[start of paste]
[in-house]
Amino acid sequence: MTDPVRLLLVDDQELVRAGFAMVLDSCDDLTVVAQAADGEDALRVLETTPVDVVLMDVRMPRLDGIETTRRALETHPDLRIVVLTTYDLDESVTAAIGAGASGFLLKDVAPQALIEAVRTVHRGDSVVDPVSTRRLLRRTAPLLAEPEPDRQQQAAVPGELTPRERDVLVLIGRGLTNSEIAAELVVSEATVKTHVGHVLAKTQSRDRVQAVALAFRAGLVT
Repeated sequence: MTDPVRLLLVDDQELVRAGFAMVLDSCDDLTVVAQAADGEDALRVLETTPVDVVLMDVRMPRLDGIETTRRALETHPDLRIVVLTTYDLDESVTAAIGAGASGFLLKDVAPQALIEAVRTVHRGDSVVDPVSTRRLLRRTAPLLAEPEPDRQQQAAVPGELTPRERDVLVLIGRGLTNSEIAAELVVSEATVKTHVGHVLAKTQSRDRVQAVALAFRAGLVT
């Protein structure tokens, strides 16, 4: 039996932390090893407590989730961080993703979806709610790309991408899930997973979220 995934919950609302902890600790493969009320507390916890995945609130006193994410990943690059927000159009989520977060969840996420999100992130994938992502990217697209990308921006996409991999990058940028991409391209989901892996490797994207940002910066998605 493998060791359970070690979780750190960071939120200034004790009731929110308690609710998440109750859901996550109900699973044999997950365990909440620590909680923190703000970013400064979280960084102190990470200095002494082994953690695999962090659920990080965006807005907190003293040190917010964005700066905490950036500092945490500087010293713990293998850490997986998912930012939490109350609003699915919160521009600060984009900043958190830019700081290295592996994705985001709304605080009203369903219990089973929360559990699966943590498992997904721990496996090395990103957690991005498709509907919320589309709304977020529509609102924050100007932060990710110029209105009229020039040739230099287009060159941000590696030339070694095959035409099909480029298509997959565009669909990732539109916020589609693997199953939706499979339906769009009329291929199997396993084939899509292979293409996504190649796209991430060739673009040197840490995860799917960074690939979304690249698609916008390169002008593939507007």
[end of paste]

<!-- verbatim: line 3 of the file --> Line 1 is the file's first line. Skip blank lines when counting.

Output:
Repeated sequence: MTDPVRLLLVDDQELVRAGFAMVLDSCDDLTVVAQAADGEDALRVLETTPVDVVLMDVRMPRLDGIETTRRALETHPDLRIVVLTTYDLDESVTAAIGAGASGFLLKDVAPQALIEAVRTVHRGDSVVDPVSTRRLLRRTAPLLAEPEPDRQQQAAVPGELTPRERDVLVLIGRGLTNSEIAAELVVSEATVKTHVGHVLAKTQSRDRVQAVALAFRAGLVT